Welcome to the Holiday-themed “At Home with Eastbrook.” In today’s episode, Eric Hultgren visits with the Villegas family as they share their Christmas decor inspiration, how they remain present during this different season, and tips for engaging the whole family in traditions. Don’t miss this Christmas fireside chat with the Villegas!”
These outdoor activities will get you started on a path – or a trail or a hill! – to a great winter. And guess what? You can enjoy each and every activity in the Gaylord Area, which is the snowiest place in Michigan’s Lower Peninsula.
Even though winter is just beginning, the spring thaw will be here before we know it. So, start planning a winter full of fun now, and when the world-famous Gaylord snowman cam shows a scene draped in white, you’ll be ready to get out there and make the most of it!
Here are a few highlights from the Ultimate Winter Checklist to get your wheels turning as you think about how to make this winter a memorable one:
Snowshoeing and cross-country skiing – Lots of places in Michigan get a bunch of snow. But not every place takes care to groom that snow into trails that are perfect for cross-country skiing. From the scenic Aspen Park right beside downtown Gaylord to the immaculate Forbush Corner in nearby Frederic to the Pine Baron Pathway nestled deep in the Mackinaw State Forest, you’ll find miles of groomed cross-country track in the Gaylord Area – including some trails that are lighted for skiing after dark!
Of course, sometimes nature draws you off the beaten path into the quiet bliss of Michigan’s wilderness. The Gaylord Area also offers endless miles of ungroomed trails for cross-country skiing and snowshoeing, alike. For example, Pigeon River Country State Forest, also known as Gaylord’s “Big Wild,” is a heavily wooded attraction featuring rolling hills, cascading rivers and glimpses of wildlife around every turn.
Winter rafting – The Gaylord Area is home to the Sturgeon River, which just happens to be the fastest-flowing river in Michigan’s Lower Peninsula. The speedy current means the
Two different outfitters in the Gaylord area offer guided winter rafting down the Sturgeon River, the fastest-flowing river in the Lower Peninsula.
Sturgeon rarely freezes, so even on many of the coldest days of the year you can get out on the water (with an experienced guide) and enjoy a winter rafting trip.
If you’re unsure about being on a boat in the freezing cold, don’t worry. We’re not talking about whitewater rafting here. With an experienced guide at the helm, you’ll stay dry as you soak up the incredible beauty of the river with snow heaped on its banks.
Winter rafting down the Sturgeon is a bucket-list kind of thing you just have to experience.
Downhill skiing, snowboarding and tubing – Not only is Gaylord the snowiest place in the Lower Peninsula, but it’s also the city with the highest overall elevation. That means winter comes earlier and stays later. And, of course, the altitude is great for speeding down the slopes!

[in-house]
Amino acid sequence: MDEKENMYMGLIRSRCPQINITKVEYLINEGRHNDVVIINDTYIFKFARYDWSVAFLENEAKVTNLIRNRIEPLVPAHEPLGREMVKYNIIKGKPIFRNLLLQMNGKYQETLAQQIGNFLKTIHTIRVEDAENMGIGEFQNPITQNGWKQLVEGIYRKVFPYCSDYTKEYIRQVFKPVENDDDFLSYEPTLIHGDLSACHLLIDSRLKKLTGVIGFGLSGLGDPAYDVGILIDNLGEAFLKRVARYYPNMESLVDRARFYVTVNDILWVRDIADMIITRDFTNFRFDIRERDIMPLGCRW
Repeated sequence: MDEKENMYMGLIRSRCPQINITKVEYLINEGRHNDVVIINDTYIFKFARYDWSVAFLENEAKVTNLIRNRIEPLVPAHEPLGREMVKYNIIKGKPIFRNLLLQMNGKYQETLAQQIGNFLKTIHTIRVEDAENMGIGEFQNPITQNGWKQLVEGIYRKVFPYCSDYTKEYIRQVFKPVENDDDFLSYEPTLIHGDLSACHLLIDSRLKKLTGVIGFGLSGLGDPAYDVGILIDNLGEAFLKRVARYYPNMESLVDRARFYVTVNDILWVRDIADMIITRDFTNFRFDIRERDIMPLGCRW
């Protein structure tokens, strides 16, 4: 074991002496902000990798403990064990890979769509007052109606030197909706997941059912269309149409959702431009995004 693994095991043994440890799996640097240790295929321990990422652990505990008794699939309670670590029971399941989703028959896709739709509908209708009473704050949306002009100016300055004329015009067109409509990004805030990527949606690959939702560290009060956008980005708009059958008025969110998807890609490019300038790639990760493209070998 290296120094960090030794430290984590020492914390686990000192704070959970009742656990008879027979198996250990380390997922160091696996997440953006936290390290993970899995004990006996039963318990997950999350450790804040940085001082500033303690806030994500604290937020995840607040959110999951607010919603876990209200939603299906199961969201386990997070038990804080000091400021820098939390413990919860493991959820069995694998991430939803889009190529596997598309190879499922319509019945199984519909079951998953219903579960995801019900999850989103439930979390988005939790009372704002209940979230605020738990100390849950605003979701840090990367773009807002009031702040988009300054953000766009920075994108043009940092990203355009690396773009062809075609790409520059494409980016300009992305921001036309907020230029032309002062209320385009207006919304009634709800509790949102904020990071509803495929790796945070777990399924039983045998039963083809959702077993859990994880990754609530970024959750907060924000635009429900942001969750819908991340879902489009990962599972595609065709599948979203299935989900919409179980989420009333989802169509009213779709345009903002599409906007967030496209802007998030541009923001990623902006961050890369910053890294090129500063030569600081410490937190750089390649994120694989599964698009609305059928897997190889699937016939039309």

The Gaylord Area’s two premier ski destinations – Treetops Resort and the Otsego Resort – offer a combined 50-plus downhill runs carved into the scenic Pigeon River and Sturgeon River valleys, with options for all skill levels. Each resort also offers terrain parks for epic snowboarding as well as family-friendly and extreme tubing runs.
Then, after a busy day on the slopes, you can chill (without feeling cold) with some igloo dining in the Gaylord Area!
Snowmobiling – Another geographic blessing for the Gaylord Area is that it’s smack dab in the middle of Michigan’s Tip of the Mitt. That makes it an ideal hub for accessing 500 miles of groomed snowmobile trails.
Five hundred miles! That’s like going halfway to Florida without ever having to leave the snowy confines of northern Michigan. Whether you head north, south, east or west, you’ll find great sledding for miles in any direction. Then you can come back to Gaylord, park right outside your hotel room for the night and do it all over again tomorrow.
When Shady Lane Cellars, a destination estate winery on the Leelanau Peninsula, decided to seek a third-party certification of its vineyard sustainability practices, the team had to sit down and assess what they’d have to change.
The answer: Not much.
And after documenting and demonstrating the Northern Michigan winery’s dedication to the farm, the surrounding environment and the people who perform the work, Shady Lane Cellars recently earned SIP Certification, becoming only the second in Michigan with the designation and the 25th nationally.
SIP, an acronym for Sustainability in Practice, is a California-based organization with rigorous, non-negotiable standards based on science and expert input, independent verification, transparency and absence of conflict of interest.
“Our core philosophy at Shady Lane Cellars has always aligned with sustainability and doing the right thing the right way for everyone involved,” said Rick DeBlasio, the winery’s general manager. “The fact there weren’t any big differences in what SIP requires and what we were already doing was a great validation of what we believed in from the very start.”
SIP measures a holistic set of practices addressing habitat, water, energy, soil, recycling, air quality, packaging, pest management, social equity, and business management. The practices are verified through independent records and on-site inspections. The vineyard-related standards exceed the U.S. Department of Agriculture’s guidelines to achieve organically grown designation.
SIP’s root values include:
Social Responsibility: Competitive wages, medical insurance, training, and education.
Water Management: Reduced/recycled water in the vineyards and winery.
Safe Pest Management: Introduce beneficial insects, attract raptors and plant enriching cover crops to keep vineyards healthy.
Energy Efficiency: Alternative fuels and energy sources like solar and wind; minimal tractor usage; enhanced insulation in winery.
Habitat: Create wildlife corridors and preserve open space.
Business: Ethical practices; treat employees and community with care and respect.
Always Evolving: Evolve as new science, technology and research becomes available.
Beth Vukmanic Lopez, the SIP group’s certification manager, said she was excited to add a second vineyard in Michigan, with WaterFire Vineyards, near Torch Lake, as a partner in practices.
“It is a pleasure to work with a vineyard dedicated to caring for the people and planet,” Vukmanic Lopez said.
DeBlasio believes the SIP Certifed status is proof that Michigan’s growing wine industry is gaining ground.